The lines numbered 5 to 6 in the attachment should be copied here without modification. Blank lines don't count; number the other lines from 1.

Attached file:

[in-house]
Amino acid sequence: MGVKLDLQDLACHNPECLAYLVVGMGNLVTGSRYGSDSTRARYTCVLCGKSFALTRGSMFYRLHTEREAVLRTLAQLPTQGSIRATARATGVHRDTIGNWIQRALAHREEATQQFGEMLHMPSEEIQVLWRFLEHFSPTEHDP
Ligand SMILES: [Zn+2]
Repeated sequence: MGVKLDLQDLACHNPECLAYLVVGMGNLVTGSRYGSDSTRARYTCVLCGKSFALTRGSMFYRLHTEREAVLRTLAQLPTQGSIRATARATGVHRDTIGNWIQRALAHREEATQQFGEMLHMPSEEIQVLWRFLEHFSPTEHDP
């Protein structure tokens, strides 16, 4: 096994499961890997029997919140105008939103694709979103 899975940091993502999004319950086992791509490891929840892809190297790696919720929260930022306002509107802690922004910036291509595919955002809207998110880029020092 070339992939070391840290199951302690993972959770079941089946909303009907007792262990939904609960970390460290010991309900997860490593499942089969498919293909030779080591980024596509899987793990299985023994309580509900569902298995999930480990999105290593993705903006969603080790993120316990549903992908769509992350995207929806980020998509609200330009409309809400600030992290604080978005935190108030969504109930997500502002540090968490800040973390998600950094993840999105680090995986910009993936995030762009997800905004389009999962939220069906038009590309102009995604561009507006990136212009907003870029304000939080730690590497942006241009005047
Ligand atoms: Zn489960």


């Protein structure tokens, strides 16, 4: 096994499961890997029997919140105008939103694709979103 899975940091993502999004319950086992791509490891929840892809190297790696919720929260930022306002509107802690922004910036291509595919955002809207998110880029020092 070339992939070391840290199951302690993972959770079941089946909303009907007792262990939904609960970390460290010991309900997860490593499942089969498919293909030779080591980024596509899987793990299985023994309580509900569902298995999930480990999105290593993705903006969603080790993120316990549903992908769509992350995207929806980020998509609200330009409309809400600030992290604080978005935190108030969504109930997500502002540090968490800040973390998600950094993840999105680090995986910009993936995030762009997800905004389009999962939220069906038009590309102009995604561009507006990136212009907003870029304000939080730690590497942006241009005047
Ligand atoms: Zn489960």